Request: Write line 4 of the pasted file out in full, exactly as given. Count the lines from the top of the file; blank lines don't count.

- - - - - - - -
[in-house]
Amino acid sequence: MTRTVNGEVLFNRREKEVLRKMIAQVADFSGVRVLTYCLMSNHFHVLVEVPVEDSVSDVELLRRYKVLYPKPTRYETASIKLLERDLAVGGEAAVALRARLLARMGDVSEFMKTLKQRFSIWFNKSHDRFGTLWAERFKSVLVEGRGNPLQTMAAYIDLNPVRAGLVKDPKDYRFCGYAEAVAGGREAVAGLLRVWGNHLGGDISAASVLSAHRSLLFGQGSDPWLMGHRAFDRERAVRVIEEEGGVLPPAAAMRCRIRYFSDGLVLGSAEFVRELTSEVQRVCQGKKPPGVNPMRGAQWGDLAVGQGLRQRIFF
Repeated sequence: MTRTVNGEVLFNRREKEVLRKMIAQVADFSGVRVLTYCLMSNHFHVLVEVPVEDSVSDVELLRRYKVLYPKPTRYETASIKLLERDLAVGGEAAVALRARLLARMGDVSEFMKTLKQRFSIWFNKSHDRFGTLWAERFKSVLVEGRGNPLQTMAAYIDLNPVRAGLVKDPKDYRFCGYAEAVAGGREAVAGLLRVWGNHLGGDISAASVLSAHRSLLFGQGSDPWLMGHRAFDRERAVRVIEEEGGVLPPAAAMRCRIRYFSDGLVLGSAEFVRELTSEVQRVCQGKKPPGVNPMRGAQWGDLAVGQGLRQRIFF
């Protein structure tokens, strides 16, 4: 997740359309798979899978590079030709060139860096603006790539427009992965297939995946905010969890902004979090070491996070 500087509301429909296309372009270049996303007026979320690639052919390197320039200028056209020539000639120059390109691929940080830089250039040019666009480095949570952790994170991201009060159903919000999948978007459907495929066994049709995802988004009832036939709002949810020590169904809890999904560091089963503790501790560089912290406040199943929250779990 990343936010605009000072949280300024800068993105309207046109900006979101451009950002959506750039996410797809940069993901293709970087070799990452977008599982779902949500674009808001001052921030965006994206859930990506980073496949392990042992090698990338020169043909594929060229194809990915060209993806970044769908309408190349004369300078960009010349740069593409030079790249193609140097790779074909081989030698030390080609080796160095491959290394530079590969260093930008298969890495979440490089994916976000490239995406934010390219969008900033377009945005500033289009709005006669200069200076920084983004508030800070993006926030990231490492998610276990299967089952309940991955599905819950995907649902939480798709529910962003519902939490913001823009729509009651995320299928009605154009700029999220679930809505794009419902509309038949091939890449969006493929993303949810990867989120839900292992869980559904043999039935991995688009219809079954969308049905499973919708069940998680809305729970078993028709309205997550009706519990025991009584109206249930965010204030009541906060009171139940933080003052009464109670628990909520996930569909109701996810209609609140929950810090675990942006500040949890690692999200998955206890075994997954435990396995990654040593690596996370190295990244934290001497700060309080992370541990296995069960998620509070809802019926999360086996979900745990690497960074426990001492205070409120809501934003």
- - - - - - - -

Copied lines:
């Protein structure tokens, strides 16, 4: 997740359309798979899978590079030709060139860096603006790539427009992965297939995946905010969890902004979090070491996070 500087509301429909296309372009270049996303007026979320690639052919390197320039200028056209020539000639120059390109691929940080830089250039040019666009480095949570952790994170991201009060159903919000999948978007459907495929066994049709995802988004009832036939709002949810020590169904809890999904560091089963503790501790560089912290406040199943929250779990 990343936010605009000072949280300024800068993105309207046109900006979101451009950002959506750039996410797809940069993901293709970087070799990452977008599982779902949500674009808001001052921030965006994206859930990506980073496949392990042992090698990338020169043909594929060229194809990915060209993806970044769908309408190349004369300078960009010349740069593409030079790249193609140097790779074909081989030698030390080609080796160095491959290394530079590969260093930008298969890495979440490089994916976000490239995406934010390219969008900033377009945005500033289009709005006669200069200076920084983004508030800070993006926030990231490492998610276990299967089952309940991955599905819950995907649902939480798709529910962003519902939490913001823009729509009651995320299928009605154009700029999220679930809505794009419902509309038949091939890449969006493929993303949810990867989120839900292992869980559904043999039935991995688009219809079954969308049905499973919708069940998680809305729970078993028709309205997550009706519990025991009584109206249930965010204030009541906060009171139940933080003052009464109670628990909520996930569909109701996810209609609140929950810090675990942006500040949890690692999200998955206890075994997954435990396995990654040593690596996370190295990244934290001497700060309080992370541990296995069960998620509070809802019926999360086996979900745990690497960074426990001492205070409120809501934003």